UPDATE: Just finished talking with Hastert, Shadegg and Bilbray. Lots of good stuff…I will post a summary soon.
The anti-free speech pro-incumbent McCain-Feingold is collapsing, says George Will:
Unalloyed good news is rare, so rejoice: The foremost achievement of the political speech regulators — aka campaign finance “reformers'’ — is collapsing. Taxpayer financing of presidential campaigns, which was in parlous condition in 2004, will die in 2008.
In 2000 and 2004, George W. Bush declined public funding — and its accompanying restrictions on raising and spending money — for the primaries, as did Howard Dean and John Kerry in 2004. In 2004, candidates accepting taxpayer funding were restricted to spending $45 million before the conventions. Bush and Kerry raised $269.6 million and $234.6 million respectively before the conventions. Any candidate who accepts public funding in the 2008 primaries will be considered second-tier. And almost certainly neither party’s nominee will accept public funding for the fall campaign.
It is delicious that McCain-Feingold, the reformers’ most recent handiwork, is helping kill taxpayer financing of presidential campaigns. Before McCain-Feingold, limits on contributions of private money — set in 1974 and not indexed for inflation — became steadily more restrictive, so candidates accepted public funding. But McCain-Feingold, by doubling the permissible size of campaign contributions, made it easier for candidates to raise sums far larger than taxpayer funding provides.
Sorry for the light posting around here yesterday (and probably more today). My wife and I are close to buying a house for the first time, and it is sucking up all my extra time. By the way, the DC real estate market is silly. And the taxes…geeez…time to start electing guys like this.
From ABC News:
Former Speaker of the House Newt Gingrich believes former President Clinton’s blow up during an interview on “Fox News Sunday” — and the escalating war of words over whether he or President Bush mishandled opportunities to catch or kill Osama bin Laden before the Sept. 11 attacks — was premeditated to shore up support for Democrats ahead of the November midterm elections.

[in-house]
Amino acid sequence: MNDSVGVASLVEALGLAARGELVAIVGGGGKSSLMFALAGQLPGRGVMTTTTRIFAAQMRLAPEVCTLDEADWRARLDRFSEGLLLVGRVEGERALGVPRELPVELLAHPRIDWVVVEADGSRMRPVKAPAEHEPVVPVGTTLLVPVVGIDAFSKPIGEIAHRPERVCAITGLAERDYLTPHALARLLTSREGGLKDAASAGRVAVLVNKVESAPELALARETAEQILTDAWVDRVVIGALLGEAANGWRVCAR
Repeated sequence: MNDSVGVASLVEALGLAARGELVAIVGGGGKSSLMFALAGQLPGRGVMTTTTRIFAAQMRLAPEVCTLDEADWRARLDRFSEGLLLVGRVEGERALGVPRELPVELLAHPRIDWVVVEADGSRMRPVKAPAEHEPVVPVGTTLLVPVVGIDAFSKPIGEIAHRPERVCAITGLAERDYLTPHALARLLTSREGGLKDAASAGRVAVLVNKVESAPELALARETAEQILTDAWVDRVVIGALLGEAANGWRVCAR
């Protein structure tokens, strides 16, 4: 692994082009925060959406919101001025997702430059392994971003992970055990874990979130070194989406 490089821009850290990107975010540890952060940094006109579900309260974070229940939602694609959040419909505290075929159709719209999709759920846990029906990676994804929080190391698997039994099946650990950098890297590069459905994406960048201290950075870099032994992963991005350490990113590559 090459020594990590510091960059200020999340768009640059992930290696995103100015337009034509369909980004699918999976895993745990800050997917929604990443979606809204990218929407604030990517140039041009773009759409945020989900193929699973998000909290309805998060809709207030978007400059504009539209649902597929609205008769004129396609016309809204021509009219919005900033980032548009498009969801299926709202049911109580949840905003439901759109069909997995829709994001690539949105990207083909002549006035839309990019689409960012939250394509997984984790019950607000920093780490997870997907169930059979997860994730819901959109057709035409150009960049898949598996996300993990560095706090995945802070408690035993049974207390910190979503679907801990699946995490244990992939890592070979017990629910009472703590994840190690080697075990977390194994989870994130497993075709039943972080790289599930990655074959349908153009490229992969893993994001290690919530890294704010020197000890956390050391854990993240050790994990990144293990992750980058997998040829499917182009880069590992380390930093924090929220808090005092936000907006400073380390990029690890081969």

“I think that as the most experienced professional in the Democratic Party, he didn’t walk onto that set and suddenly get upset,” Gingrich said. “He probably decided in advance he was going to pick a fight with Chris Wallace.”
This, Gingrich said, may have been a good strategy.
“I think as a calculated political decision, it’s reasonably smart,” he said.
Bill Kristol’s idea gains steam.
Some are touting the recent NIE as a reason to leave Iraq. Not so says Heritage Foundation colleague Peter Brookes:
So the declassified NIE is out for the entire world to see. In it, the intelligence community concludes that the Iraq conflict has become a “cause celebre” (perhaps best translated from French into English–in this case–as a rallying cry) for jihadists.I don’t think there is any surprise there.
Of course, the jihadists are going to use any excuse to promote their evil agenda. They’ve use/used the Israel-Palestinian conflict, U.S. troops in Saudi Arabia, Islam’s eviction from southern Spain in the Middle Ages, the Crusades and a whole host of other reasons to advance their deadly cause.
But even more striking was the sentence that followed the now celebrated “cause celebre” sentence in the NIE document: “Should jihadists leaving Iraq perceive themselves, and be perceived, to have failed, we judge fewer fighters will be inspired to carry on the fight.”
So, basically, the NIE is saying that victory in Iraq would be a victory in the fight against extremism. A pretty important judgment…
Ivy Seller’s at Human Events transcribed one of the more contentious moments during yesterday’s Rick Santorum meeting with conservative bloggers. In this give and take Santorum defends his decision to back Arlen Specter and appeals to conservatives to rally around Republicans in the general election who need their support. I would like to see Senator Toomey and Senator Laffey raising heck on the Senate floor as much as the next guy and I too get frustrated when Republicans back liberals at the expense of conservatives, but I have to say I am very persuaded by the arguments Santorum made yesterday.
As a fellow blogger told me yesterday, in the 80’s there was one hard and fast rule. When given a choice between two candidates you back the candidate who is more conservative. That means in primaries you work hard to elect the most conservative guy on the ballot and in general elections you do the same. Pretty simple…but sound.